There were a few aspects of the interior the customer wanted to avoid having to rework if at all possible. Initially, Greg and the interior team thought they’d have to replace the drink rails in the cabin to accommodate the new CMS because the aircraft did not have many flat areas large enough to accommodate the new unit, so the team looked at some creative solutions to utilize areas that might normally be thought of as unusable locations as a way to retain the existing layout as well as the existing drink rail. The customer also had extra veneer the original owner had purchased in 2002 for smaller jobs, which saved time and money as they didn’t have to track down a match or switch out everything to avoid contrasting veneer.
The paint team applied the same a three-stripe paint scheme used on the customer's two Challengers to the Global so the fleet looked identical.
Greg has worked with Duncan Aviation’s Battle Creek location on both the company’s Challengers, and before that with their Learjets. The ability to handle projects quickly, efficiently and manage everything in one location from start to finish keeps him coming back.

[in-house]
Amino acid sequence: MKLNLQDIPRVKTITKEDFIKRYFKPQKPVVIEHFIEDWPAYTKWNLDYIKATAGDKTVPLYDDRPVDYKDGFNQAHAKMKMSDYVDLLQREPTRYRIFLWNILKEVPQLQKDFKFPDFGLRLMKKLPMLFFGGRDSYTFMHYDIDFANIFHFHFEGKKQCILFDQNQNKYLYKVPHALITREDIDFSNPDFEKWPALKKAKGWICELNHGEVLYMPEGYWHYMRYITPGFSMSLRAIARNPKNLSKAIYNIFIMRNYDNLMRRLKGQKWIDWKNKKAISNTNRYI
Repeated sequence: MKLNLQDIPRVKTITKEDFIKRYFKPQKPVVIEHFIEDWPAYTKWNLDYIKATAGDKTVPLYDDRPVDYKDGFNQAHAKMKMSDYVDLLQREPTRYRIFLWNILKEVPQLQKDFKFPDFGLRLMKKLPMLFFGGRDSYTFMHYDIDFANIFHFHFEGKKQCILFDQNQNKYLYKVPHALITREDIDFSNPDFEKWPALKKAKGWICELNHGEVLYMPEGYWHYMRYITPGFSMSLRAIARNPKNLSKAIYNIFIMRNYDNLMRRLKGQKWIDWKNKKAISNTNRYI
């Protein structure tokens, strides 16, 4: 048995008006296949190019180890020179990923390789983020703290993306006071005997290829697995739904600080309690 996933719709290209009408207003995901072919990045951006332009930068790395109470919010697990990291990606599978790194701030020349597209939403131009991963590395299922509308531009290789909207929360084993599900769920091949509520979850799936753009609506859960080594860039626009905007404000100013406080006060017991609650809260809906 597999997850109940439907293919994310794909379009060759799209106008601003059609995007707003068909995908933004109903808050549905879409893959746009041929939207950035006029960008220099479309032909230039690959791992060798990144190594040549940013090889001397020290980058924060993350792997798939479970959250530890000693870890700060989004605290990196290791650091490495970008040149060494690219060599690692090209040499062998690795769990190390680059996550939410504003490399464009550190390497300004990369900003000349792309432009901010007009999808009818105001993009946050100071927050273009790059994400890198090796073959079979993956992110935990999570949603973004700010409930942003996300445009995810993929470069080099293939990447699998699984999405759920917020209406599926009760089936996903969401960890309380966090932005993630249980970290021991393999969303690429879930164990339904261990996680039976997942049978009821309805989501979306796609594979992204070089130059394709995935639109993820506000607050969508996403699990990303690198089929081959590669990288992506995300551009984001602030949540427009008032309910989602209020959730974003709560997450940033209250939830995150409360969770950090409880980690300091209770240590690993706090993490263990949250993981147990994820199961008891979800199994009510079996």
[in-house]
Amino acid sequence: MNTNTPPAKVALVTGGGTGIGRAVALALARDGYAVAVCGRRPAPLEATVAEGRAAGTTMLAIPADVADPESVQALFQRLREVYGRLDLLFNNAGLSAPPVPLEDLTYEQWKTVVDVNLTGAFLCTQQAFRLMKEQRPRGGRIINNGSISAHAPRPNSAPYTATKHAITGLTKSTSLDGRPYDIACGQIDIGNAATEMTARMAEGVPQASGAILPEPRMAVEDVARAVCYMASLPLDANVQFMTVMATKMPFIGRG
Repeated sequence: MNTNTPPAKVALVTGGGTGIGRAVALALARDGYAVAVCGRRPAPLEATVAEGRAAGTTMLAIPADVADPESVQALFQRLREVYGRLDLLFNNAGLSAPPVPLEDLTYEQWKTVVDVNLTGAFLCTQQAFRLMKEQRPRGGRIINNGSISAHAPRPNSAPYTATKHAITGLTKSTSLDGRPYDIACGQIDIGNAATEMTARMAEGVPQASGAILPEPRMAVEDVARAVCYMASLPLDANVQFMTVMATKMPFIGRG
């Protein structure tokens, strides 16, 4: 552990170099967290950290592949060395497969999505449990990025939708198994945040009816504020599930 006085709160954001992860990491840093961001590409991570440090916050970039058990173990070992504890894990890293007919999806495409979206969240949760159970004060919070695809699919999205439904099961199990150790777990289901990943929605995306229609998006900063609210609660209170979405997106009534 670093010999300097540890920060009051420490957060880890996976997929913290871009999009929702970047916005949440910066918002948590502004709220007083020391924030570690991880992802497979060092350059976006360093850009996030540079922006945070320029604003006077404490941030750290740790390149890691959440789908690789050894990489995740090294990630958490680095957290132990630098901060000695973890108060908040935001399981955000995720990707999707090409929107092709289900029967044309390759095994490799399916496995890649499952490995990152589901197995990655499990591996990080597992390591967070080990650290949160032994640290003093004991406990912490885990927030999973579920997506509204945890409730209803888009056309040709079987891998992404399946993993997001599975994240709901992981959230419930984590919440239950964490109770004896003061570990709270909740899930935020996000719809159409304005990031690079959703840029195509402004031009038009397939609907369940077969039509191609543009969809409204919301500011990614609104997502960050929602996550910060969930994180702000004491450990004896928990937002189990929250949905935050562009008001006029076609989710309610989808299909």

“Duncan Aviation is always really transparent when it comes to communication,” says Greg. “It’s important to be up-front about issues, because problems will always come up and what separates the best from the rest is how you work through those issues.”
Though project managers keep their customers in the loop, the myDuncan app provides customers with information any time of day or night. It documents everything and allows Greg to go back and check on action items completed days or weeks ago.
"Though I’m often close by, the app is often easier than making a phone call or trying to track down someone who might be at work different hours than I am. It’s just another tool that streamlines the process,” says Greg.
At the end of the day, Duncan Aviation team members combined their skills to improve this Global’s performance and added modifications to create a like-new aircraft.
With a limited number of companies capable of carrying out these large inspections, Duncan Aviation suggests operators schedule their maintenance slots as far in advance as possible to ensure the customer can secure the schedule and turntime they would like.